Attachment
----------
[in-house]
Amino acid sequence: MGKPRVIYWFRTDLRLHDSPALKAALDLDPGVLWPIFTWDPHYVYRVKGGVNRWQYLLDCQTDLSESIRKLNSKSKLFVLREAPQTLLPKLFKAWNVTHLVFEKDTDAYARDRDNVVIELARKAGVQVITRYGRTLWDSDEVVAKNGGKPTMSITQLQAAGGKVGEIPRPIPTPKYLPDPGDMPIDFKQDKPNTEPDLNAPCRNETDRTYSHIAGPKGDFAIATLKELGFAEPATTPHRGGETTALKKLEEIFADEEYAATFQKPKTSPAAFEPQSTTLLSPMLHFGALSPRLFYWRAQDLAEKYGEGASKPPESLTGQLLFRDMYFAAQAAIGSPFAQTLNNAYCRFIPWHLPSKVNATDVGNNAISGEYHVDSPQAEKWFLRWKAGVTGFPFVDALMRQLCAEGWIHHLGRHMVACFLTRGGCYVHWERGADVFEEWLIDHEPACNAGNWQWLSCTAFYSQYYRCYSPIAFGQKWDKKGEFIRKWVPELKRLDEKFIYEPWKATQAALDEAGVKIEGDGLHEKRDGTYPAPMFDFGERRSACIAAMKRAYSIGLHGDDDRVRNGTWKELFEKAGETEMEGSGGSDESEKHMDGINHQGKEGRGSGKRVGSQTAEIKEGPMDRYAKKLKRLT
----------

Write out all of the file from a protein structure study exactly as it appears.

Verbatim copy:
[in-house]
Amino acid sequence: MGKPRVIYWFRTDLRLHDSPALKAALDLDPGVLWPIFTWDPHYVYRVKGGVNRWQYLLDCQTDLSESIRKLNSKSKLFVLREAPQTLLPKLFKAWNVTHLVFEKDTDAYARDRDNVVIELARKAGVQVITRYGRTLWDSDEVVAKNGGKPTMSITQLQAAGGKVGEIPRPIPTPKYLPDPGDMPIDFKQDKPNTEPDLNAPCRNETDRTYSHIAGPKGDFAIATLKELGFAEPATTPHRGGETTALKKLEEIFADEEYAATFQKPKTSPAAFEPQSTTLLSPMLHFGALSPRLFYWRAQDLAEKYGEGASKPPESLTGQLLFRDMYFAAQAAIGSPFAQTLNNAYCRFIPWHLPSKVNATDVGNNAISGEYHVDSPQAEKWFLRWKAGVTGFPFVDALMRQLCAEGWIHHLGRHMVACFLTRGGCYVHWERGADVFEEWLIDHEPACNAGNWQWLSCTAFYSQYYRCYSPIAFGQKWDKKGEFIRKWVPELKRLDEKFIYEPWKATQAALDEAGVKIEGDGLHEKRDGTYPAPMFDFGERRSACIAAMKRAYSIGLHGDDDRVRNGTWKELFEKAGETEMEGSGGSDESEKHMDGINHQGKEGRGSGKRVGSQTAEIKEGPMDRYAKKLKRLT